Rob Robinson, a fifth-grade teacher at Public School 28 in Brooklyn, now knows all there is to know about American Girl Dolls.
But he hasn't always been that way. In fact, it was when several young girls were talking in his class about the American Girl store that he was first introduced to the popular high-end retail store, according to Today.com.
Robinson overheard the girls describing the location as a place to buy matching clothes for a girl and her doll, where they can both get pampered.
It was then that he heard one girl exclaim, "I know about this place. Only white girls can go there."
Taken aback from what he heard, Robinson wanted to make the situation right, and clarify that the store was for everyone. In order to help prove his point, Robinson then told the girls that he would take all of them to the shop in order to enjoy the entire American Girl experience.
What Robinson didn't know was exactly how much just one doll would cost — more than $100. After realizing that purchasing the girls a doll would have a hefty price, and with about 80 percent of his students qualifying for the federal free lunch program, Robinson knew he would have to find the money elsewhere. But Robinson was determined.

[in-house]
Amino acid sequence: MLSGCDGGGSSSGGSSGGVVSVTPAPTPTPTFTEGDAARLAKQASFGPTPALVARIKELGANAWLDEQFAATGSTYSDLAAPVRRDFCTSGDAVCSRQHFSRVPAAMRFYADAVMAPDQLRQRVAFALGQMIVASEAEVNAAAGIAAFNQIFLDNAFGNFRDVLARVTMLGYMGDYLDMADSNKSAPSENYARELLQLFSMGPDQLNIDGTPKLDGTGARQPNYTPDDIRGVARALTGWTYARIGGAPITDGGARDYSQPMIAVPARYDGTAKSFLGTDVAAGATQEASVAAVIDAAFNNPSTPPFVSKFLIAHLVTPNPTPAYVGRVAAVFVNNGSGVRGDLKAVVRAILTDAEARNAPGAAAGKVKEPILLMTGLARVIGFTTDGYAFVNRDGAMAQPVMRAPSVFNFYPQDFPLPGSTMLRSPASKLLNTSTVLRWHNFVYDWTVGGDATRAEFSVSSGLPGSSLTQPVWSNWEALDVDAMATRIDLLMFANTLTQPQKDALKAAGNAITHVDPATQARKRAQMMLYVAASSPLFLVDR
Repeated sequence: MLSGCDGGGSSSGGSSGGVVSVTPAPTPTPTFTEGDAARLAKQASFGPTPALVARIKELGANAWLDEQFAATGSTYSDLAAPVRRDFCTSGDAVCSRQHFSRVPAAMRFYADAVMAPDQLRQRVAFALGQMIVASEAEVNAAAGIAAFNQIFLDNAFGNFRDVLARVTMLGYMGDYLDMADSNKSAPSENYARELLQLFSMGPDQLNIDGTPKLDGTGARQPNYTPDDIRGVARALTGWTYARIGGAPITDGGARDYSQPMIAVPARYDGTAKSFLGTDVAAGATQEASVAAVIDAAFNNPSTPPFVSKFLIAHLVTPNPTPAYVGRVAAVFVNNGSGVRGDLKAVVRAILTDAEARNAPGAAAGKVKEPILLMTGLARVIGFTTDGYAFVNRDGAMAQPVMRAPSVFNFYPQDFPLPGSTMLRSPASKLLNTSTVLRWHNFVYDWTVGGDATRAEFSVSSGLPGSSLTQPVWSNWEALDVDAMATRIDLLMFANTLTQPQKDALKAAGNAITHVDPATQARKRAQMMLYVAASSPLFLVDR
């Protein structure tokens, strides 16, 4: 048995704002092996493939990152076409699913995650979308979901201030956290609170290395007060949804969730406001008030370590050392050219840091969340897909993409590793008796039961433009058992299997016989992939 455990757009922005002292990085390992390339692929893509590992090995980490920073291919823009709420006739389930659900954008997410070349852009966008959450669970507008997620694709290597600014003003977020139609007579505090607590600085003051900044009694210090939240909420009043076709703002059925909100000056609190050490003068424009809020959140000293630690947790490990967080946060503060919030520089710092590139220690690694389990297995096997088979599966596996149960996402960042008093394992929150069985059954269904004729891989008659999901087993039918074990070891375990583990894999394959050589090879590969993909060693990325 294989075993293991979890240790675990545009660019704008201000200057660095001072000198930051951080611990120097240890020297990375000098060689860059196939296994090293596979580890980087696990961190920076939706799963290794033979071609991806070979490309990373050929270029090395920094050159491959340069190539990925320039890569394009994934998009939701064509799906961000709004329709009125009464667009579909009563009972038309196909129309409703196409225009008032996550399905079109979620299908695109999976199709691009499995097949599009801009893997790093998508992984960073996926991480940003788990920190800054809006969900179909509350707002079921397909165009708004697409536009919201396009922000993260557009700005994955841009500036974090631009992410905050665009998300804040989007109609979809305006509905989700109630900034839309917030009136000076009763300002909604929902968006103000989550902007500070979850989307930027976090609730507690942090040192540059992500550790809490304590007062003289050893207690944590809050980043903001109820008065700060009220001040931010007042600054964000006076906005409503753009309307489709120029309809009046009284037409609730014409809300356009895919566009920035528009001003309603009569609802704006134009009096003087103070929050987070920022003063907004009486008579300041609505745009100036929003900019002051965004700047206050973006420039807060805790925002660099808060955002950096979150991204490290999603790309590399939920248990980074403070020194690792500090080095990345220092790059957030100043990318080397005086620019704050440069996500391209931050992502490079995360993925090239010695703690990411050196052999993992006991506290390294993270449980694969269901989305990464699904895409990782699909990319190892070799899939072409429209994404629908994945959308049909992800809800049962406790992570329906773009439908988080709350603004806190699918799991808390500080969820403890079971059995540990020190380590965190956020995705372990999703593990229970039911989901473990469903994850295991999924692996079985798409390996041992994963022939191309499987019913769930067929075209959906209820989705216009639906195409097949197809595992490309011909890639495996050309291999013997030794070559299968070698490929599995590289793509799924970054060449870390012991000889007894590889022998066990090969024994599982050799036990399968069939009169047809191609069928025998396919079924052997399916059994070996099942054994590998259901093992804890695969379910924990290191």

"Here [was] an opportunity to turn around the thinking of little girls when they are thinking of image," he told Today.com.
Turning to the Internet, Robinson created a website, "21 Girls of Color to American Girl NYC" as a site for donations. Within five weeks, Robinson raised $14,000 for the number girls who wanted to participate, ending with a total of 27 girls.
The website gave a detailed description of the girl’s experience:
“Dressed in summer dresses, summer hats, sandals and mini-fascinators. Manicures and pedicures done. Age appropriate lip gloss and makeup done by two certified and talented makeup artists. By limousine. With their own personal photographer and videographer. With two etiquette workshops under their belts. In shades. Each with their own American Girl Doll that looks like them.”
The event took place on June 13 and was something all involved will remember.
"When they walked into the American Girl place, they lost their minds," Robinson told Today.com. "They walked differently, their shoulders were squared, and it was amazing to see that. And they believed they belonged there or anywhere else."
After having a positive experience, Robinson wants to continue planning such trips for his students. Robinson believes that such experiences will help his students to think that "they can still ascend to any level they want to."
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